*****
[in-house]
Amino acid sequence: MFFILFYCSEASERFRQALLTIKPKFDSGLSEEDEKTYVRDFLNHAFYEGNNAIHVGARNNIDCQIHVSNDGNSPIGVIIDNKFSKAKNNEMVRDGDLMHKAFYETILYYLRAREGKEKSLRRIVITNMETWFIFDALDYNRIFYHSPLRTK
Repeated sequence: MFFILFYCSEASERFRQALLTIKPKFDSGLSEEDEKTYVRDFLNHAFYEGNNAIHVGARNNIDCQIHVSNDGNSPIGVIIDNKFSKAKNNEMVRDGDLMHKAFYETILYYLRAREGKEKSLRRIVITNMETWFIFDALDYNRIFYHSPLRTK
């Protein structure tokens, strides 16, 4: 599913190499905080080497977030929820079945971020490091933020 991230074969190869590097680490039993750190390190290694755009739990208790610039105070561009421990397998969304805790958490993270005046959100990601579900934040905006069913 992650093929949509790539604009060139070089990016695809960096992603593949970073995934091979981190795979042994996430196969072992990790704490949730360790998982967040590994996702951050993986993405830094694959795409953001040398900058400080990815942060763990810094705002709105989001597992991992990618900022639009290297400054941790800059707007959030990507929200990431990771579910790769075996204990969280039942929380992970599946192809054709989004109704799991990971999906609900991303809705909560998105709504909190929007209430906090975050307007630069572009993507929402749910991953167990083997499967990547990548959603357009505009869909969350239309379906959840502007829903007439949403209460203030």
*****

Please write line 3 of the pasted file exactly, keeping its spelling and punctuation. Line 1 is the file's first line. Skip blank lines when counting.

Repeated sequence: MFFILFYCSEASERFRQALLTIKPKFDSGLSEEDEKTYVRDFLNHAFYEGNNAIHVGARNNIDCQIHVSNDGNSPIGVIIDNKFSKAKNNEMVRDGDLMHKAFYETILYYLRAREGKEKSLRRIVITNMETWFIFDALDYNRIFYHSPLRTK